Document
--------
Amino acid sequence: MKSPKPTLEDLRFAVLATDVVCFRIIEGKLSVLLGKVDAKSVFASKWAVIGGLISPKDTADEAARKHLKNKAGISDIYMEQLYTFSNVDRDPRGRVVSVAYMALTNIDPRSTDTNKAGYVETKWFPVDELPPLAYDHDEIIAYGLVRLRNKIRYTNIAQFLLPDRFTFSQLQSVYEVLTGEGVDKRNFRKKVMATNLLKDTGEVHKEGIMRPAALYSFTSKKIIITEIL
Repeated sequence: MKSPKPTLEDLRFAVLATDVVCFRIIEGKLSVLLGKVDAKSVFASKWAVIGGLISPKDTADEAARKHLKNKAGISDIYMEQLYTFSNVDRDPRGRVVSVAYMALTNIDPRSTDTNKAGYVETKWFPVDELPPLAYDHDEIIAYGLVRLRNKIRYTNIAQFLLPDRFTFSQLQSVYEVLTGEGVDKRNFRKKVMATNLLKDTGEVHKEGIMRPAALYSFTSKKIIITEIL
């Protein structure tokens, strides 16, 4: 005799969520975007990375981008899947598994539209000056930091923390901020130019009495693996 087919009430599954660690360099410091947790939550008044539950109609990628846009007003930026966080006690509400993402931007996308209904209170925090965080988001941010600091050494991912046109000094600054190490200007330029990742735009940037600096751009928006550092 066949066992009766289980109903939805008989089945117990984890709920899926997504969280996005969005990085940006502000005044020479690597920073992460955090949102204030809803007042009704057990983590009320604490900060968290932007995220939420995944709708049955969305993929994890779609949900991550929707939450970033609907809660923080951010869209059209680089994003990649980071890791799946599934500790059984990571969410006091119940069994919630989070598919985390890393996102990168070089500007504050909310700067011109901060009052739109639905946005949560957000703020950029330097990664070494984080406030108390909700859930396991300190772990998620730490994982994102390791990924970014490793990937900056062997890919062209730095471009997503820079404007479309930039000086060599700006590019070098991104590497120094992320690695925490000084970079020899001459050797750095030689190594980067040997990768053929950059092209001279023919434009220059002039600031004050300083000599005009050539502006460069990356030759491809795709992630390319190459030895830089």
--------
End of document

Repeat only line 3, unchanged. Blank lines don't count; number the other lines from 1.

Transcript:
């Protein structure tokens, strides 16, 4: 005799969520975007990375981008899947598994539209000056930091923390901020130019009495693996 087919009430599954660690360099410091947790939550008044539950109609990628846009007003930026966080006690509400993402931007996308209904209170925090965080988001941010600091050494991912046109000094600054190490200007330029990742735009940037600096751009928006550092 066949066992009766289980109903939805008989089945117990984890709920899926997504969280996005969005990085940006502000005044020479690597920073992460955090949102204030809803007042009704057990983590009320604490900060968290932007995220939420995944709708049955969305993929994890779609949900991550929707939450970033609907809660923080951010869209059209680089994003990649980071890791799946599934500790059984990571969410006091119940069994919630989070598919985390890393996102990168070089500007504050909310700067011109901060009052739109639905946005949560957000703020950029330097990664070494984080406030108390909700859930396991300190772990998620730490994982994102390791990924970014490793990937900056062997890919062209730095471009997503820079404007479309930039000086060599700006590019070098991104590497120094992320690695925490000084970079020899001459050797750095030689190594980067040997990768053929950059092209001279023919434009220059002039600031004050300083000599005009050539502006460069990356030759491809795709992630390319190459030895830089």